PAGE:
caustic lime

From The Collaborative International Dictionary of English v.0.48:

Lime \Lime\, n. [AS. l[imac]m; akin to D. lijm, G. leim, OHG.
   l[imac]m, Icel. l[imac]m, Sw. lim, Dan. liim, L. limus mud,
   linere to smear, and E. loam. [root]126. Cf. Loam,
   1. Birdlime.
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            Like the lime
            That foolish birds are caught with.   --Wordsworth.
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   2. (Chem.) Oxide of calcium, CaO; the white or gray,
      caustic substance, usually called quicklime, obtained by
      calcining limestone or shells, the heat driving off carbon
      dioxide and leaving lime. It develops great heat when
      treated with water, forming slaked lime, and is an
      essential ingredient of cement, plastering, mortar, etc.
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   Note: Lime is the principal constituent of limestone, marble,
         chalk, bones, shells, etc.
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   Caustic lime, Calcium hydroxide or slaked lime; also, in a
      less technical sense, calcium oxide or quicklime.

   Lime burner, one who burns limestone, shells, etc., to make

   Lime pit, a limestone quarry.

   Lime rod, Lime twig, a twig smeared with birdlime; hence,
      that which catches; a snare. --Chaucer.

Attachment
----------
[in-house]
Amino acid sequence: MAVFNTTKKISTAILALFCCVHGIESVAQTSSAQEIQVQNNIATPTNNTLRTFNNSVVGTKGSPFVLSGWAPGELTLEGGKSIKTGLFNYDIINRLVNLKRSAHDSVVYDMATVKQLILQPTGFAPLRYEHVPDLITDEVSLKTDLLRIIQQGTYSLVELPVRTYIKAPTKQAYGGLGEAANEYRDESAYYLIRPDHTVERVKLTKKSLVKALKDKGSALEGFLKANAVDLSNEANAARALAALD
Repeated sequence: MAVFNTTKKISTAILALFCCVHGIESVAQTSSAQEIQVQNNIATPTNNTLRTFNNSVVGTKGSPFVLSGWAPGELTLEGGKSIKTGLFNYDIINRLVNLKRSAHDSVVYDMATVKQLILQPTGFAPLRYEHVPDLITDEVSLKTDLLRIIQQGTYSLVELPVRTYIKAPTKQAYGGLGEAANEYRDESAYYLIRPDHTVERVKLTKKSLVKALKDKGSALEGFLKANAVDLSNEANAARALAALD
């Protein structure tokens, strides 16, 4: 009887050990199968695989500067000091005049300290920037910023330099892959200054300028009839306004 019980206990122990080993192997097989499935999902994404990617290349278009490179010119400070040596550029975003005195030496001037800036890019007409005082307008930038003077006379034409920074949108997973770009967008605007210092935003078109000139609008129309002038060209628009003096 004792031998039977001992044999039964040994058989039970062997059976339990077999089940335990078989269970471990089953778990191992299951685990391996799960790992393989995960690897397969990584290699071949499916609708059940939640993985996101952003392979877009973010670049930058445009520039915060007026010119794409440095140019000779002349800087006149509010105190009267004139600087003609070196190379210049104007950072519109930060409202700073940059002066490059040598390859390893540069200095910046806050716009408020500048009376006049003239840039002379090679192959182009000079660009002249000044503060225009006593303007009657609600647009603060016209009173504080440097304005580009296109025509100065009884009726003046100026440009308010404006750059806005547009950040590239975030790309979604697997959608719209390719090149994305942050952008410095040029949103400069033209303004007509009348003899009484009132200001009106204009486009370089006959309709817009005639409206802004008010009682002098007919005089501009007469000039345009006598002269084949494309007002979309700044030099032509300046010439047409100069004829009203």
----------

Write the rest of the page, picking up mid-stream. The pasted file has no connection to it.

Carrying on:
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From The Collaborative International Dictionary of English v.0.48:

Caustic \Caus"tic\, Caustical \Caus"tic*al\, a. [L. caustucs,
   Ge. ?, fr. ? to burn. Cf. Calm, Ink.]
   1. Capable of destroying the texture of anything or eating
      away its substance by chemical action; burning; corrosive;
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   2. Severe; satirical; sharp; as, a caustic remark.
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   Caustic curve (Optics), a curve to which the ray of light,
      reflected or refracted by another curve, are tangents, the
      reflecting or refracting curve and the luminous point
      being in one plane.

   Caustic lime. See under Lime.

   Caustic potash, Caustic soda (Chem.), the solid
      hydroxides potash, KOH, and soda, NaOH, or solutions
      of the same.

   Caustic silver, nitrate of silver, lunar caustic.

   Caustic surface (Optics), a surface to which rays reflected
      or refracted by another surface are tangents. Caustic
      curves and surfaces are called catacaustic when formed by
      reflection, and diacaustic when formed by refraction.

   Syn: Stinging; cutting; pungent; searching.
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